Special Journal Issue Features Several Articles by HSR&D Researchers on Homelessness among Veterans
For more than two decades, VA has dedicated substantial resources to addressing homelessness among Veterans. Moreover, in the past five years VA has spent billions of dollars on a federal initiative to prevent and end homelessness among Veterans. This special issue of Psychological Services focuses on homelessness and includes several articles by HSR&D researchers, including:
- Kertesz and colleagues examined the implementation of "Housing First" (HF) during a key period of its adoption, with a focus on HF fidelity. Housing First is an evidence-based permanent supportive approach to housing individuals vulnerable to homelessness that emphasizes immediate, rapid access without requiring preconditions such as treatment success. Investigators found a substantial degree of fidelity to principles of Housing First in the largest HF implementation effort to date. There were two HF domains for which high fidelity was readily attained: 1) removing sobriety and treatment preconditions, and 2) rapidly offering permanent housing.
- Cox and colleagues compared characteristics and healthcare utilization patterns of homeless Veterans entering substance use disorder (SUD) treatment. Findings showed VA acute services were utilized in high numbers, with more two-thirds of Veterans accessing emergency department (ED) services and nearly half accessing inpatient medical, psychiatric, or SUD services. Veterans with longer and/or more episodes of homelessness had more ED visits and inpatient days relative to those with shorter and fewer episodes. This suggests that successfully housing newly homeless Veterans may help deter over-utilization of acute services in this patient population.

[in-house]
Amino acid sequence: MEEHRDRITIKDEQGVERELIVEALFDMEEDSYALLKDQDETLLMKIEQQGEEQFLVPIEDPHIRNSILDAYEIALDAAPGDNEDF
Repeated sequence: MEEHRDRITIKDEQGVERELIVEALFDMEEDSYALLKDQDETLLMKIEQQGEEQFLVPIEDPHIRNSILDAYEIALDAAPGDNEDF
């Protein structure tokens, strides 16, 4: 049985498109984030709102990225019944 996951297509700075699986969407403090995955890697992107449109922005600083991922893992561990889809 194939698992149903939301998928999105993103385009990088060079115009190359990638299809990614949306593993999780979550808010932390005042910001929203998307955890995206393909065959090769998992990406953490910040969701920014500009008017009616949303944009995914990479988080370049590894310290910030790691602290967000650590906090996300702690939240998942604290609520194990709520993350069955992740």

- Tsai and colleagues assessed the one-year incidence of homelessness among Veterans seen in VA specialty mental health clinics. Findings showed that among more than 300,000 Veterans referred to VA outpatient specialty mental health clinics, 6% experienced a new episode of homelessness within one year. Also, women Veterans were at a slightly greater risk for homelessness than men (8% vs. 5%). These results suggest that monitoring early signs of housing vulnerability and preventing homelessness in this vulnerable, but treatment-engaged population, may be important in VA's efforts to end homelessness.
- Jones and colleagues compared the experiences of homeless and non-homeless Veterans with mental health and/or SUD who received primary care through VA's Patient-Aligned Care Teams (PACTs) between October 2012 and September 2013. Findings showed that compared with non-homeless Veterans, homeless Veterans reported more negative and fewer positive experiences with communication; more negative provider ratings; and more negative experiences with comprehensiveness, care coordination, medication decision-making, and self-management support. Results indicate that homeless persons with MH/SUDs may need specific services that mitigate negative care experiences and encourage their continuation in longitudinal primary care services.
- Dichter and colleagues examined the association between housing instability and past-year intimate partner violence (IPV) victimization and unhealthy alcohol use among 554 women Veterans receiving VA primary care. Study results showed that one in five women who reported an experience of past-year IPV also reported current housing instability (vs. 1 in 10 women who screened negative for past-year IPV). Investigators did not find a statistically significant association between screening positive for unhealthy alcohol use and housing instability.
Special Issue: Homelessness among Veterans, Other Adults, and Youth. Psychological Services. May 2017;14(2).
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